THE FUTURE OF MUSEUMS – EXPERIENCE IS KEY
This article is part of the series on “The Future of Museums” research carried out by Christina de Vreeze-Cabrera.
EXPERIENCE IS KEY
As museums being part of fast growing smart cities – increasingly concerned with creating healthy ecosystems to improve people’s wellbeing and quality of life – museums are present playing a key role.
Museums aim at making their exhibits appealing to an increasing variety of audiences while also nurturing their fundamental role in conservation, interpretation, education and outreach.
Immersive and interactive large size screens connected to apps available on tablets provided by museums, individual choice by selecting the type of information on a work of art, artist, medium or related period to be saved a favourite on to your own smart device, virtual reality to experience the époch of a painting, doesn’t that sound like the future ?
Well, the fact is that digital technology is already present in many museums worldwide, offering visitors experiences whereby their personal interactions are related to the exhibition collection, and so constitute an individual path each person choses within the museums as opposed to a preselected choice by curators.
Nonetheless, these same curators (and museum administrators) have designed these new type of visits in order to achieve their multiple missions of attracting more new visitors to their museums inducing interest with new technologies and offering better and more updated education on their collections. Rethinking the visiting method by improving it in order to achieve museum’s missions is the underlying force and not merely the application of new technologies.
VR, AR, intuitive applications, multi touch screens, portable tablets, linked applications to smart devices, at visitor level, all of these “new” digital tools and so many more, confer new meaning to museum visits and seem to achieve museum’s missions.
As scientific studies have proven, people are diverse and learn in different manners, reaching out by letting creativity partly take a role, people retain their own meaningful information provided by these interactive digital gadgets. Still, observing, studying, learning and researching takes an effort to dig deeper in order to have meaning. Retaining and widening knowledge comes through a learning process which involves an intellectual process and effort not to be foregone by the mere use of digital technologies.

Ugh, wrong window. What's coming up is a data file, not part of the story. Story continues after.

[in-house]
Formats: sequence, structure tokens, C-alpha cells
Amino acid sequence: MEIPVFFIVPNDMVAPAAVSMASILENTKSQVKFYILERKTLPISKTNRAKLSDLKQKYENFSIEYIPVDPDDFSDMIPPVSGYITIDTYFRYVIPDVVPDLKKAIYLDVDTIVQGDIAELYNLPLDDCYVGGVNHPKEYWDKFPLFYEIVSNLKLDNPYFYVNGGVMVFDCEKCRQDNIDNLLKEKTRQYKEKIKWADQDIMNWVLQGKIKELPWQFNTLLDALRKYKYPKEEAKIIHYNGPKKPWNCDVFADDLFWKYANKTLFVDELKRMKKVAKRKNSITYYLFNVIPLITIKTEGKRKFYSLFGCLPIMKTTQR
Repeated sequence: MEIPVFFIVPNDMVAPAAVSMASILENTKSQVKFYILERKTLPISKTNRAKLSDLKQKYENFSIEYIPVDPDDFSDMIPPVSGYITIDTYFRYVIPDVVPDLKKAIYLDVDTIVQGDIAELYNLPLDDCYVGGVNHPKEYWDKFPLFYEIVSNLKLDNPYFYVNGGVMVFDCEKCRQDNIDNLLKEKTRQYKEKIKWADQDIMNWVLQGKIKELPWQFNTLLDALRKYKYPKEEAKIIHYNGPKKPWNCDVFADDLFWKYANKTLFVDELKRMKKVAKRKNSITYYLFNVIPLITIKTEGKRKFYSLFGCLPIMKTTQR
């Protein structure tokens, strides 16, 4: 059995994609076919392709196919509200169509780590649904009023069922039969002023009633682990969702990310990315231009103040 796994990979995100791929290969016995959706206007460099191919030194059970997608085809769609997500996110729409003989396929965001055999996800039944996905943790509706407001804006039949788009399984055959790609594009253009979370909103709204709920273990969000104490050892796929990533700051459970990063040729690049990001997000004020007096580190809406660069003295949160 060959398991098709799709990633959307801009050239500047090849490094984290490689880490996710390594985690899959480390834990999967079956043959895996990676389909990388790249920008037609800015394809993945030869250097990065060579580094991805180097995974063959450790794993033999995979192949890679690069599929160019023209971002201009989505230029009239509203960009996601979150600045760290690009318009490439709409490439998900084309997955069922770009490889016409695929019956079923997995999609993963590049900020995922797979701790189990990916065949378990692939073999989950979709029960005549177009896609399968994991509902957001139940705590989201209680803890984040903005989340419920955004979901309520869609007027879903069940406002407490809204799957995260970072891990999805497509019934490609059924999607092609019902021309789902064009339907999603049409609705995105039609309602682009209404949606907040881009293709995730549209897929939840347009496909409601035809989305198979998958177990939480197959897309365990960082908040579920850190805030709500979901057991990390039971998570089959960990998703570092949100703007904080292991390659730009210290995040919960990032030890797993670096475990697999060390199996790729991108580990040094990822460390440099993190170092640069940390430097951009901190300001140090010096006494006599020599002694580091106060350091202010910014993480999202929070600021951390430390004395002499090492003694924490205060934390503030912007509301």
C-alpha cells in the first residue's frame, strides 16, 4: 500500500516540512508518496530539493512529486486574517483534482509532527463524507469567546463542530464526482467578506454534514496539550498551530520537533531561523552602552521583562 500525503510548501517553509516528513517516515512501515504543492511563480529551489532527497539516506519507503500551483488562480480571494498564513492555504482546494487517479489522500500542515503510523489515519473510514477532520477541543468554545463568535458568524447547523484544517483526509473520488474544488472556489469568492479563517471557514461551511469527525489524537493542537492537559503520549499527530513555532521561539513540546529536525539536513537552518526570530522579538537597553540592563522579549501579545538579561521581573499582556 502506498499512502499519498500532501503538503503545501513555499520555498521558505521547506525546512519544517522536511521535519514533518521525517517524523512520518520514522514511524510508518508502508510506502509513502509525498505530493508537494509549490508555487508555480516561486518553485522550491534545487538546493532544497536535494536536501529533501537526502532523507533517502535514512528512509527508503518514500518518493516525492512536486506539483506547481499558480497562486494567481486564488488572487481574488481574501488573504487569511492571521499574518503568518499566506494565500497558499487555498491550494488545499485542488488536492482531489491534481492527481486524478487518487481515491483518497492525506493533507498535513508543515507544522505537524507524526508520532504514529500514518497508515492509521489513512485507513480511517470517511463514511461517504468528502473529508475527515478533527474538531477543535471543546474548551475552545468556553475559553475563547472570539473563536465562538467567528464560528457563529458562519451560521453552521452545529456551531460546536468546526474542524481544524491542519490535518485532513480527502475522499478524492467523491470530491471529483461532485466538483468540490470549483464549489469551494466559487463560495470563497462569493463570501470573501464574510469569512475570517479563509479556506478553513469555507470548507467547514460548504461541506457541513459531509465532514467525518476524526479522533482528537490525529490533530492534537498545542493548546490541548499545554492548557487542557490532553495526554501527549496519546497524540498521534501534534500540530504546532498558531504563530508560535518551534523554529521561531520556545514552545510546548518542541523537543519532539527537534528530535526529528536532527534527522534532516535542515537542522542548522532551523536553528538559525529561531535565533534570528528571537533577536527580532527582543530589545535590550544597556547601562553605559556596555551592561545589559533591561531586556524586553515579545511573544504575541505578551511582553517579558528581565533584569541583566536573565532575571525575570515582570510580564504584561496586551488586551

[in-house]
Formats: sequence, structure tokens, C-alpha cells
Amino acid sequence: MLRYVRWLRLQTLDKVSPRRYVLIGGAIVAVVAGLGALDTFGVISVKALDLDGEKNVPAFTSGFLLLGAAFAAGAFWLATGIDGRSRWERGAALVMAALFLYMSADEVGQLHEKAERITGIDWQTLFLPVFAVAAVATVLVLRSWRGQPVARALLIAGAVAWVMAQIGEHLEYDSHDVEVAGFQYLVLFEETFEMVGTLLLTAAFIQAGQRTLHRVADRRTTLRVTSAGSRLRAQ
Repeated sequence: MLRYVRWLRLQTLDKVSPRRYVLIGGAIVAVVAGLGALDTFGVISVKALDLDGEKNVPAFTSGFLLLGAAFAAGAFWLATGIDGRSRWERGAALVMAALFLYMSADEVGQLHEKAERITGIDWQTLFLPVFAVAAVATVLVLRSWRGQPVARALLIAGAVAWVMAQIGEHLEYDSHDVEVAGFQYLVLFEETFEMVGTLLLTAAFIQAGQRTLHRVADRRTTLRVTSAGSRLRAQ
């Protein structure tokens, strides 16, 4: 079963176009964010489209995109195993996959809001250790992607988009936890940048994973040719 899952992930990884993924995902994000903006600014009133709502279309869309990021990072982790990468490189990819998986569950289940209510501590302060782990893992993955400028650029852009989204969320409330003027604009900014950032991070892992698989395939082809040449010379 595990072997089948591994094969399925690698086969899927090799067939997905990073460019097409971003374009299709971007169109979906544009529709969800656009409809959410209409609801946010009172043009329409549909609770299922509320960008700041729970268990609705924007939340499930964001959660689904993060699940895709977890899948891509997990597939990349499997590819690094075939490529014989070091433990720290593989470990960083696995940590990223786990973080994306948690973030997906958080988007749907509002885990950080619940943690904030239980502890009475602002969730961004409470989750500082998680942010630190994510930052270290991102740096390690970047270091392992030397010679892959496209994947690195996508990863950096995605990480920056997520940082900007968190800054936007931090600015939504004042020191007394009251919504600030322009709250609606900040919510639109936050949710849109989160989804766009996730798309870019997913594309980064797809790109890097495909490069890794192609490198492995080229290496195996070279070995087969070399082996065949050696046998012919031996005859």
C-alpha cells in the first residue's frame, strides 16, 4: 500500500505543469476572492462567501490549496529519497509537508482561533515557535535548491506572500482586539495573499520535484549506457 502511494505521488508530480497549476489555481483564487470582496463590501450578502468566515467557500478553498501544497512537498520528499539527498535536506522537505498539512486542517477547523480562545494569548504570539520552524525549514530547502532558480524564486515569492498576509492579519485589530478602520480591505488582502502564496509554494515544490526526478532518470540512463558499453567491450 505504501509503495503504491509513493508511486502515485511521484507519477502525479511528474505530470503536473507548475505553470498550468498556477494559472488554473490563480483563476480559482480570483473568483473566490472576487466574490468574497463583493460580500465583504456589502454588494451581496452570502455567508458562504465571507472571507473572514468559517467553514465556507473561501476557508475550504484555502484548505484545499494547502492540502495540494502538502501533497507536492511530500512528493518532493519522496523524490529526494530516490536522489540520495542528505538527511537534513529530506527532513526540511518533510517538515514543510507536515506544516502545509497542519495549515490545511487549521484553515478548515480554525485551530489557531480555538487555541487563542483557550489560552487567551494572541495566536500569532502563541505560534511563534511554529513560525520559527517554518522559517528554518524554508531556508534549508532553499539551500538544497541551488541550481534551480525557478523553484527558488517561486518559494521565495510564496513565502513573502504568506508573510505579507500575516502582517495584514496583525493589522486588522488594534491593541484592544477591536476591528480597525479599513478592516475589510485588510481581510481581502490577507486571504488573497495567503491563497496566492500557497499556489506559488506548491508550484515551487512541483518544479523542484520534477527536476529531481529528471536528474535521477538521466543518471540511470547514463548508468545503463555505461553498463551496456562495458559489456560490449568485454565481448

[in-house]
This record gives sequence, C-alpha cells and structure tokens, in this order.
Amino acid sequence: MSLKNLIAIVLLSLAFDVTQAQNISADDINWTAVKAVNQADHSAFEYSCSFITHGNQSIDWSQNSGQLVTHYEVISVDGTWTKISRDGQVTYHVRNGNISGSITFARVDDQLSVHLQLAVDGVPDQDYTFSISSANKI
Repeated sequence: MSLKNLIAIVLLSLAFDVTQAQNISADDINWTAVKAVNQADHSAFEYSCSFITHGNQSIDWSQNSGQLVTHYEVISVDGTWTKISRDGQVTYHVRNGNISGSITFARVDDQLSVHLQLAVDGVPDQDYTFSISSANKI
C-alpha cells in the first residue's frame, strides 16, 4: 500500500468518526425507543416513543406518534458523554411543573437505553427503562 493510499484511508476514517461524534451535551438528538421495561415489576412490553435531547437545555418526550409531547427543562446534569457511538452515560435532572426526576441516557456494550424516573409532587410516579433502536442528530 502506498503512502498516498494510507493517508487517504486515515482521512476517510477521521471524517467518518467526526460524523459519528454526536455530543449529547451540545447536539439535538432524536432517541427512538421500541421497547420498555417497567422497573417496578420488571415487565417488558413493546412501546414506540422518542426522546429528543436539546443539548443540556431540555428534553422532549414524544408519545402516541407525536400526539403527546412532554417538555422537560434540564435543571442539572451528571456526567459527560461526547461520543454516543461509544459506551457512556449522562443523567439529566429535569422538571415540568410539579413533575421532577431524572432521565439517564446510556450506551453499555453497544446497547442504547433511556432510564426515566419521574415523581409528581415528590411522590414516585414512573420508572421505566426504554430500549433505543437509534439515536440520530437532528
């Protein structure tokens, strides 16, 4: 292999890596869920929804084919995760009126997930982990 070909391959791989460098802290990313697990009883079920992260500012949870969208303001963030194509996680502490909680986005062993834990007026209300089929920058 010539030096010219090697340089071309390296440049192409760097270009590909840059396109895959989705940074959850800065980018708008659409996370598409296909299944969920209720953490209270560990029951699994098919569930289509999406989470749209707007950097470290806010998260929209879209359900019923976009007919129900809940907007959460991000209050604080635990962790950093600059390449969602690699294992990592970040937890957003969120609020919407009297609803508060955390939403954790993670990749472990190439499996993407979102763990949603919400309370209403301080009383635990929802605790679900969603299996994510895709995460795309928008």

The way museums link into the learning process with digital technologies is by fostering emotional engagement and inspiring thirst for more knowledge achieved by – for instance – storytelling, which is the most essential form of human learning (Bruner, 1990) because it establishes a universal way of communication; and because it invites audiences to fill in the blanks with their own experiences, it establishes personal connections, which can be deeper than intellectual understanding (Bedford, 2001; Springer et all., 2004). Thus, in museum exhibit context, objects become closer and more relevant for visitors, conveying different perspectives of the world (Twiss-Garrity et al., 2008) and so, a wider demographic is attracted to the museum.
The explosion of immersive digital technology, combined with recent research results in unlocking how the mind works has disclosed how our brain behaves in digital world on a mind-bending journey throughout the virtual universe.
What will emerging technologies and their -today- radically new applications mean for museums and mankind, for the future of human life and society and what philosophical questions of the self and ‘reality’ will arise related to digital experiences. Virtual and augmented reality future forms including immersive video games and social-networking sites will soon be seamlessly integrated into our museum learning lives and will be part of surprising constructive education possibilities.
Pioneering this initiative in the United States of America is in Ohio, the Cleveland museum of Art, who already in 2013 installed a large-size screen where up to 16 people and up to thousands of works of art can simultaneously be interacted with. Museums that followed suit are in Washington D.C., the Smithsonian National Air and Space Museum in 2014 and in Australia, Sydney, the Powerhouse Museum. In 2016 New York’s MOMA introduced VR in April followed by the United Kingdom’s London Courtauld Gallery. Many other museums around the globe are currently implementing other digital technologies to enhance learning and audience experiences.
We are at the dawn of the technological revolution where the experience of human being will be deeply transformed by the real and the virtual blend, who need and complement eachother.
The 2nd of February 2017.